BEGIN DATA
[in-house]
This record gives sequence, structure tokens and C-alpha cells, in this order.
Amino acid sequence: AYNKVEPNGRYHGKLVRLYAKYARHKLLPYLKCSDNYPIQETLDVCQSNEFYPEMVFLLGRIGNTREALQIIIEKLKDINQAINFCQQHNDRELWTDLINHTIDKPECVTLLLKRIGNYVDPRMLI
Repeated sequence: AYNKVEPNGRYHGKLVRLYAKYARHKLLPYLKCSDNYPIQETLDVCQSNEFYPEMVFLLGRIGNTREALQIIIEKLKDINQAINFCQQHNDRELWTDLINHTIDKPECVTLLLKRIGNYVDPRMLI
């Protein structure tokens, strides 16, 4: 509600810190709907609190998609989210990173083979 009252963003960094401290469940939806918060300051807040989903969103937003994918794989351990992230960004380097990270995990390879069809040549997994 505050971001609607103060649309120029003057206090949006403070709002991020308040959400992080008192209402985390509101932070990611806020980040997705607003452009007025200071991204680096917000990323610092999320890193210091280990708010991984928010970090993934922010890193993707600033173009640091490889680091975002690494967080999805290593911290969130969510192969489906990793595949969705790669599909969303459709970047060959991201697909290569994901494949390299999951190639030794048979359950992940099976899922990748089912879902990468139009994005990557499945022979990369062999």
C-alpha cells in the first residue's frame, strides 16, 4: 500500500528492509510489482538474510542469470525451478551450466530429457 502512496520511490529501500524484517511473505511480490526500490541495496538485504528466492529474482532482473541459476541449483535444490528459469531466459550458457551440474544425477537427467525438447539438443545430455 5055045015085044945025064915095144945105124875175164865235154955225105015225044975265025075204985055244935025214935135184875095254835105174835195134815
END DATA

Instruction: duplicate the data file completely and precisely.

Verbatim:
[in-house]
This record gives sequence, structure tokens and C-alpha cells, in this order.
Amino acid sequence: AYNKVEPNGRYHGKLVRLYAKYARHKLLPYLKCSDNYPIQETLDVCQSNEFYPEMVFLLGRIGNTREALQIIIEKLKDINQAINFCQQHNDRELWTDLINHTIDKPECVTLLLKRIGNYVDPRMLI
Repeated sequence: AYNKVEPNGRYHGKLVRLYAKYARHKLLPYLKCSDNYPIQETLDVCQSNEFYPEMVFLLGRIGNTREALQIIIEKLKDINQAINFCQQHNDRELWTDLINHTIDKPECVTLLLKRIGNYVDPRMLI
């Protein structure tokens, strides 16, 4: 509600810190709907609190998609989210990173083979 009252963003960094401290469940939806918060300051807040989903969103937003994918794989351990992230960004380097990270995990390879069809040549997994 505050971001609607103060649309120029003057206090949006403070709002991020308040959400992080008192209402985390509101932070990611806020980040997705607003452009007025200071991204680096917000990323610092999320890193210091280990708010991984928010970090993934922010890193993707600033173009640091490889680091975002690494967080999805290593911290969130969510192969489906990793595949969705790669599909969303459709970047060959991201697909290569994901494949390299999951190639030794048979359950992940099976899922990748089912879902990468139009994005990557499945022979990369062999």
C-alpha cells in the first residue's frame, strides 16, 4: 500500500528492509510489482538474510542469470525451478551450466530429457 502512496520511490529501500524484517511473505511480490526500490541495496538485504528466492529474482532482473541459476541449483535444490528459469531466459550458457551440474544425477537427467525438447539438443545430455 5055045015085044945025064915095144945105124875175164865235154955225105015225044975265025075204985055244935025214935135184875095254835105174835195134815